A New Strategy for the Israeli-Palestinian Conflict

Jerusalem Issue Brief Institute for Contemporary Affairs

Lt.-Gen. (ret.) Moshe Yaalon, Former Chief of Staff, Israel Defense Forces

Solve the Israeli-Palestinian conflict, says mainstream public opinion, and the rest will follow. But the Israeli-Palestinian conflict is only one of many afflicting the Middle East, and it is by no means the dominant one.

The Palestinian leadership continues to evade accountability. Today the watchword is “weakness.” The image of political impotence has become a precious asset in the Palestinian strategy. The problem is not Abbas’ actual capabilities. The problem is his unwillingness and lack of determination to create and govern a viable and accountable state.

Former British Prime Minister Tony Blair and others have called for more foreign assistance for the Palestinians. This strategy has no chance of success if it is not linked to reforms. Unless the Palestinians are first convinced through education to give up the extremism which informs their
national and religious aspirations, they cannot be expected to be full partners in building a vibrant Palestinian economy.

The central conflict of the Middle East is not territorial but ideological; not about borders but about Islamic Jihadism and Western liberty. No ideology, least of all radical Islam, can be defeated by concessions, which encourage, energize, and inspire Jihadists. Those who wish for peace must face and assimilate this fact, and realize that territorial concessions, or any concessions in any realm in the struggle against militant Islam, have been consistently counterproductive.

From Oslo to Annapolis, we have engaged in a top-down strategy. We aimed to reach a political horizon or a final settlement agreement with the Palestinian leadership, hoping that political reform among Palestinians would follow. I propose we replace this approach with a bottom-up strategy in which the PA first proves its willingness and ability to govern.

September 2, 2008 | 2 Comments »

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  1. The Georgian situation is exacerbating the mid-east problems.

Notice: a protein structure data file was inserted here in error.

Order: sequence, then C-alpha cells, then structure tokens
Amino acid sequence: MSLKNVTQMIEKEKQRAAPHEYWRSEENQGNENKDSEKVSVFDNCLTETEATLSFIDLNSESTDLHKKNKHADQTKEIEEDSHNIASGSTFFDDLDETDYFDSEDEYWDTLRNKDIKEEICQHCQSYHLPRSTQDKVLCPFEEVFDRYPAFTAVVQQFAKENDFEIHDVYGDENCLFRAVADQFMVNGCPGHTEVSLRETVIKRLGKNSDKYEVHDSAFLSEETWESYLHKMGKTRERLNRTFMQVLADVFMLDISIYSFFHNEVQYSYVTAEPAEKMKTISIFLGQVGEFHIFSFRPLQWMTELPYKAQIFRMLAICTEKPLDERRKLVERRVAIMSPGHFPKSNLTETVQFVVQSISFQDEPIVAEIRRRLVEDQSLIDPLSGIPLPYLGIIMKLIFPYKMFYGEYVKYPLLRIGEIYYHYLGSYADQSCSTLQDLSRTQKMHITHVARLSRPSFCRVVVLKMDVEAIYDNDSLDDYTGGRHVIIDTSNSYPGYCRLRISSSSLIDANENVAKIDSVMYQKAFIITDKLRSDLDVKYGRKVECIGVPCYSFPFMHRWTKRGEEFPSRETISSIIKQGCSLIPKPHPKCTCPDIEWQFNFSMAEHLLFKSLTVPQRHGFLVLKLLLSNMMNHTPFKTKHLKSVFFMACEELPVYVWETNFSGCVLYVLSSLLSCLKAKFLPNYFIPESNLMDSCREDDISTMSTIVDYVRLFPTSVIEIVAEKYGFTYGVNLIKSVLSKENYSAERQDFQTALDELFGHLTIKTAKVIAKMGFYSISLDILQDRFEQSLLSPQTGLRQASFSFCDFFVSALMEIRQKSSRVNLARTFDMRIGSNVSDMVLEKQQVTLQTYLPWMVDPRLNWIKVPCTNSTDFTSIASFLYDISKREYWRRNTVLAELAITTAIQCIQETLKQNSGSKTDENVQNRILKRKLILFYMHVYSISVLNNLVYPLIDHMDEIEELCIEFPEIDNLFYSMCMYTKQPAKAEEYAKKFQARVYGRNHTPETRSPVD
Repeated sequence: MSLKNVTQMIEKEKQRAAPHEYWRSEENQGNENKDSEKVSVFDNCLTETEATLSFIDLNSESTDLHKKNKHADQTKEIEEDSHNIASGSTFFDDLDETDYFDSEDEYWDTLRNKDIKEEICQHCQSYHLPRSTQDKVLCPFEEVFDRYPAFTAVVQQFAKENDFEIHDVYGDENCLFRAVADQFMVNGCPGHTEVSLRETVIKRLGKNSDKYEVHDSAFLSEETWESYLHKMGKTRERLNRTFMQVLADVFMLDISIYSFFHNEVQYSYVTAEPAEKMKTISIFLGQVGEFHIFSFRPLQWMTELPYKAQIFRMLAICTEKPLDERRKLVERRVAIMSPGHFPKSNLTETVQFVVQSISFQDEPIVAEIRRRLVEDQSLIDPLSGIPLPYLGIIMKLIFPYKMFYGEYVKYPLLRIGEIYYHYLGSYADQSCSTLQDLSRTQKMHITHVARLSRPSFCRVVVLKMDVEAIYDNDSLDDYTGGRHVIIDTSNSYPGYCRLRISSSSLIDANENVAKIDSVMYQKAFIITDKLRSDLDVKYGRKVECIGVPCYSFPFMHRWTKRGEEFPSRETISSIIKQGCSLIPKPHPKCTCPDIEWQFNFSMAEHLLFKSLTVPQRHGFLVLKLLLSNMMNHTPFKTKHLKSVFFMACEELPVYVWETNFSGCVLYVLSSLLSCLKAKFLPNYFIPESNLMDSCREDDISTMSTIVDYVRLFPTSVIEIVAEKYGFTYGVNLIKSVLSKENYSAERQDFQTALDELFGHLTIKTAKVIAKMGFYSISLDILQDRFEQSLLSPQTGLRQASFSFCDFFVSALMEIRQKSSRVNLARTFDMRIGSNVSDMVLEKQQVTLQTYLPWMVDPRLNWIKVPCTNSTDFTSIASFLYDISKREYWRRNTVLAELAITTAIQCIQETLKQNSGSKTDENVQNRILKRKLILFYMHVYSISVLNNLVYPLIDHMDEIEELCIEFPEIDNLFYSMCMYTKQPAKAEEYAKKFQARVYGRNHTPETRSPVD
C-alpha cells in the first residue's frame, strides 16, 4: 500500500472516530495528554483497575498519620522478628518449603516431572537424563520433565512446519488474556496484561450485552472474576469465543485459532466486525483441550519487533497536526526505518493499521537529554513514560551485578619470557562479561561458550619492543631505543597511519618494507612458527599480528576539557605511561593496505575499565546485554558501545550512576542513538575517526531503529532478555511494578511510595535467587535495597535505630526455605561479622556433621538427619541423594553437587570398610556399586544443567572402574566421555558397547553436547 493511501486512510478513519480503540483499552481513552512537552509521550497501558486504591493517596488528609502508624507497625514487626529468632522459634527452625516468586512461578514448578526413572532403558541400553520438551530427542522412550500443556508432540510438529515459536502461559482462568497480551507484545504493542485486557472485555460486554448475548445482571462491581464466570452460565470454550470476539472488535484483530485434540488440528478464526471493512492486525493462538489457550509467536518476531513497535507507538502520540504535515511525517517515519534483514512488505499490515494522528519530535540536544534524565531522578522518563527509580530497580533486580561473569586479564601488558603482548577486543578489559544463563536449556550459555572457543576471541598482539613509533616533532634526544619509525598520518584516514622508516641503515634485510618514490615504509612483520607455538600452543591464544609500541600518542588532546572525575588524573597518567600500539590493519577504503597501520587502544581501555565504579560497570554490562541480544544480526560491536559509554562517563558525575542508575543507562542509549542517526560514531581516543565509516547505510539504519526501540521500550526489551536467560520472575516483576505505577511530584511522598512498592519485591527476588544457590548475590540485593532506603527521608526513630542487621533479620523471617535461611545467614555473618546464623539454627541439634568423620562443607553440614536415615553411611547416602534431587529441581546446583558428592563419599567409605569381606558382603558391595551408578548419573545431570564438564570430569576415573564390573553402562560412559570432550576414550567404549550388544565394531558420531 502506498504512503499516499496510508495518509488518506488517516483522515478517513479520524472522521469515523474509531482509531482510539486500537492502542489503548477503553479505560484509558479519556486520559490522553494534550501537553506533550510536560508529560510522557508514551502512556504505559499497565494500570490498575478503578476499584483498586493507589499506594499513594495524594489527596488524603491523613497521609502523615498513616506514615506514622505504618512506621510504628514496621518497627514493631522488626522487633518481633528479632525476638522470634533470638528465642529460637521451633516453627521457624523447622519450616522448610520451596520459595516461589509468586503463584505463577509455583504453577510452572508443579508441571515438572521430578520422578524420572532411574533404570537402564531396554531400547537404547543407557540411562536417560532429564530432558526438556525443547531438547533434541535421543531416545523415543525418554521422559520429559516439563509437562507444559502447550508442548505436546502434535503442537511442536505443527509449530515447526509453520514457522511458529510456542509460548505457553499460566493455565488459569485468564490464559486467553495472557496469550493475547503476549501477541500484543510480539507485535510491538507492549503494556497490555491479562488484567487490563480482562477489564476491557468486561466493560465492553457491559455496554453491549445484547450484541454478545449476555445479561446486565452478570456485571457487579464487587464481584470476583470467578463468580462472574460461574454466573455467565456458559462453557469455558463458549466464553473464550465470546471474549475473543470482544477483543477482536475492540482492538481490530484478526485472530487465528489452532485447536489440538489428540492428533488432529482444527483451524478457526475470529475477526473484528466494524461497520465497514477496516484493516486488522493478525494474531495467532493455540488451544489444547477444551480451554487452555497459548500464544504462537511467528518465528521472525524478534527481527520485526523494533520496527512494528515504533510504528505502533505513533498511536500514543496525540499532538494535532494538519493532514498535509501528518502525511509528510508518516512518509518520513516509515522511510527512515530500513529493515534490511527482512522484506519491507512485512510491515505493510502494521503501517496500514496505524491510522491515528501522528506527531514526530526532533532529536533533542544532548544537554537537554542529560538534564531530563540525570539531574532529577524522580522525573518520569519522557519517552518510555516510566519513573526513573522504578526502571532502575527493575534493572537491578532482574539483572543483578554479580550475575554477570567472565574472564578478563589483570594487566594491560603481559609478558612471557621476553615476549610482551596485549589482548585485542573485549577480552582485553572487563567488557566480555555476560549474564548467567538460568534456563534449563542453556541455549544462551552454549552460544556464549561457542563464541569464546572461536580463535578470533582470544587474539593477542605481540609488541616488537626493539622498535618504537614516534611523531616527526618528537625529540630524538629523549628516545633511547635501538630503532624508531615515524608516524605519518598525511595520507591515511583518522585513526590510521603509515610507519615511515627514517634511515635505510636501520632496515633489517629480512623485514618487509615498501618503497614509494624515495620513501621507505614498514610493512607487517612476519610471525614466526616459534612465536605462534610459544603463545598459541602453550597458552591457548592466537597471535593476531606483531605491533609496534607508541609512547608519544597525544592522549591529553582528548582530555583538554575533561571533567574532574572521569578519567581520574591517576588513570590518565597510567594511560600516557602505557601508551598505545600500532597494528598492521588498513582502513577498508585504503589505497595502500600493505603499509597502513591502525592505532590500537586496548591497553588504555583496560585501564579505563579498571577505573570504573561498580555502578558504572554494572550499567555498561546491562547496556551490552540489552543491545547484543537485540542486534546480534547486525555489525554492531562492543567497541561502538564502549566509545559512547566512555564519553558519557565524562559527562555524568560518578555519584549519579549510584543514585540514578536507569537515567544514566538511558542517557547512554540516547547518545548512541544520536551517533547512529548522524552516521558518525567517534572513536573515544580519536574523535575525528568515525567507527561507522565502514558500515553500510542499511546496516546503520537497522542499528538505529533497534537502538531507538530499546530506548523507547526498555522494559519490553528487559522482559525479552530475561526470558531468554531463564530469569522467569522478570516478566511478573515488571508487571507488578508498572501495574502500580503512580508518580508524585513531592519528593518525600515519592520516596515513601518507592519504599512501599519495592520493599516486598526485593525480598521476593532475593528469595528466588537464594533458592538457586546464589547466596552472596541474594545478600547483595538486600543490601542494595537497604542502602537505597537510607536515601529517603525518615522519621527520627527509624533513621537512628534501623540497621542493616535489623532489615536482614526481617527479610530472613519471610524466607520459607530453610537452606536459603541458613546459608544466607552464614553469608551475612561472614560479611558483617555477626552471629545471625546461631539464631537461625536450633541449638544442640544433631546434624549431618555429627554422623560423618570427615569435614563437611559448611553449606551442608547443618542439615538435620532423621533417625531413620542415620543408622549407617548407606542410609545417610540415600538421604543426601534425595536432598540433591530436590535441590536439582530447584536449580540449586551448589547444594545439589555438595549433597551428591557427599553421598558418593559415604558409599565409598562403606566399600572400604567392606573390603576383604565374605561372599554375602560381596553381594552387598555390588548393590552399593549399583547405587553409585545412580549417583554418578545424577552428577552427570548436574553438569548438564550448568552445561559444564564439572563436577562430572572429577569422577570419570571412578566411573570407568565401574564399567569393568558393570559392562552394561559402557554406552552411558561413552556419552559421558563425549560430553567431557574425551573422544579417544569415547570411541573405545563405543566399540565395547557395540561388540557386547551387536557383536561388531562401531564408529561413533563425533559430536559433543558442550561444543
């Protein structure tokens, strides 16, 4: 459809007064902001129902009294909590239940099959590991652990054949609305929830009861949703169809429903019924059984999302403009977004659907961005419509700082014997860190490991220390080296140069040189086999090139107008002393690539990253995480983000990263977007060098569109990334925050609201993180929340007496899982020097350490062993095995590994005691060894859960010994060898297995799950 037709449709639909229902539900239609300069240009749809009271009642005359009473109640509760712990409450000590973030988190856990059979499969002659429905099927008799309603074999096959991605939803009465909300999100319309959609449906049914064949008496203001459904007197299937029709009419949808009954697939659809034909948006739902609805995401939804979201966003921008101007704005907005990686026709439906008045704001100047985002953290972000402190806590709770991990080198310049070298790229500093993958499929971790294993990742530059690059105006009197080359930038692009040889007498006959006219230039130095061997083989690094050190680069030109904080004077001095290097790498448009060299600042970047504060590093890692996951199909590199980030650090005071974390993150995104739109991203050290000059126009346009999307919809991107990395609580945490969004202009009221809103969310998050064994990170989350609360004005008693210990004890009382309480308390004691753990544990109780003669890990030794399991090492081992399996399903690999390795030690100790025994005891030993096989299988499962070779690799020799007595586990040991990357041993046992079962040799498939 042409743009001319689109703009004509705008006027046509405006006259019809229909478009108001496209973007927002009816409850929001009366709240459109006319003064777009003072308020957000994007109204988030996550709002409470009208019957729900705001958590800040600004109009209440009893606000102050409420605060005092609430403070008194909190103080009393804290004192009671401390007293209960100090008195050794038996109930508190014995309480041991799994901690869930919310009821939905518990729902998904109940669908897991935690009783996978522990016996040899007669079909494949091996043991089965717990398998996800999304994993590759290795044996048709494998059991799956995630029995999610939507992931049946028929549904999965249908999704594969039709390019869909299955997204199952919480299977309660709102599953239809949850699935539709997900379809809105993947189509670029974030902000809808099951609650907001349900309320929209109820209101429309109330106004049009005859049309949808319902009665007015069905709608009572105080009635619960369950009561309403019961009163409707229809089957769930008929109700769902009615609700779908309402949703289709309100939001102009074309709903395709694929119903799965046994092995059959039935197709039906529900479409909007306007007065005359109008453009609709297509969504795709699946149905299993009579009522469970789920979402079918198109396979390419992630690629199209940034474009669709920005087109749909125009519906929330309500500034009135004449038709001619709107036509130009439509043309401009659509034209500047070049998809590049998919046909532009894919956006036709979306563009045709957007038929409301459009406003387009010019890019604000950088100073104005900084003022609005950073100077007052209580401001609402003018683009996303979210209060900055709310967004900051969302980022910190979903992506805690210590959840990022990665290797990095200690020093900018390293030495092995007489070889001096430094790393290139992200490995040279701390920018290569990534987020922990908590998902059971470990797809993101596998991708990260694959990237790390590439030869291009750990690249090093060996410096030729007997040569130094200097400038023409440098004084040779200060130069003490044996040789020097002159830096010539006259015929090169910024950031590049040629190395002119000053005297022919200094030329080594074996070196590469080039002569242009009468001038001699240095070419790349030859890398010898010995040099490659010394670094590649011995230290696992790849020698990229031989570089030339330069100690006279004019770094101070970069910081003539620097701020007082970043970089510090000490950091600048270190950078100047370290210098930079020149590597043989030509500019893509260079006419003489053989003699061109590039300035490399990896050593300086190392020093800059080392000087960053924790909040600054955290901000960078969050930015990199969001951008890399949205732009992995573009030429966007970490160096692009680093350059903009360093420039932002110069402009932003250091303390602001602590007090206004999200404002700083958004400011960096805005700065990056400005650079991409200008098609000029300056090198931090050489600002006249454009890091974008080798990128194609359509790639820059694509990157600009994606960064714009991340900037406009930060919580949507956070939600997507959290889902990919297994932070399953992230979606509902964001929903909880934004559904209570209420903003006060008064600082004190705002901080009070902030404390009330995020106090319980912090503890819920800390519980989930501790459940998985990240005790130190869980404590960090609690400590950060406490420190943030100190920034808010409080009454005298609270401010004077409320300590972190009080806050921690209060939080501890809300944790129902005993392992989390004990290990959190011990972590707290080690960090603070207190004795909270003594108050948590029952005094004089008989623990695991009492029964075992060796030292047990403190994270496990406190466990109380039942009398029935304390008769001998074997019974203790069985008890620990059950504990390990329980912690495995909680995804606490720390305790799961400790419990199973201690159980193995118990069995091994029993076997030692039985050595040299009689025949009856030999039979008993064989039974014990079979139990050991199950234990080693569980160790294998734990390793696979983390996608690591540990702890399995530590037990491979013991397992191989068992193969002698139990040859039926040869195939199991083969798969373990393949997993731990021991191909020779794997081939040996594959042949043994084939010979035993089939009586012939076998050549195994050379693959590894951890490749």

Stratfor- Sept 2, 2008

    Should America create difficulties for Russia in the present situation, the Russian response would strike at the heart of American strategy in the Islamic world. In the long run, the Russians have little interest in strengthening the Islamic world — but for the moment, they have substantial interest in maintaining American imbalance and sapping U.S. forces. The Russians have a long history of supporting Middle Eastern regimes with weapons shipments, and it is no accident that the first world leader they met with after invading Georgia was Syrian President Bashar al Assad. This was a clear signal that if the U.S. responded aggressively to Russia’s actions in Georgia, Moscow would ship a range of weapons to Syria — and far worse, to Iran. Indeed, Russia could conceivably send weapons to factions in Iraq that do not support the current regime, as well as to groups like Hezbollah. Moscow also could encourage the Iranians to withdraw their support for the Iraqi government and plunge Iraq back into conflict. Finally, Russia could ship weapons to the Taliban and work to further destabilize Pakistan

  2. I think Yaalon is more of the problem than its cure. He outline dretreaded clichés worn out concepts and has no real vision for a future or if he has one no clear concept as to how to attain it. Notice at no time did he mention completing population transfer begun in 1947. Not once did he mention Jewish State with Jewish values. He still must believe in the Oslo accords as he refers to area A and B for autonomy trial etc. Nobody will fight in the future for a state based on his concepts of western values and essentially at some time dividing the Land ,if the Arabs do as he suggests. He speaks of moderate Islamists without mentioning who they might be. He pleads for others to step up with sanctions and other means against Iran. He infers that Fatah is good and Hamas is bad. Where the hell was he during hist stint as OC IDF, he was essentially fired but never resigned as a protest to Sharon’s or Barack’s policy. Israel careerist Officers have changed since 73, we have raised a cadre of yes men and personal careers above principles. These guys always start to blab when out of Uniform.. I think this Kibbutznick is looking for political offers. I could go on and on and pick the all thing apart but for what purpose. What we don’t need today is any authoritative position is Yaalon and those like him.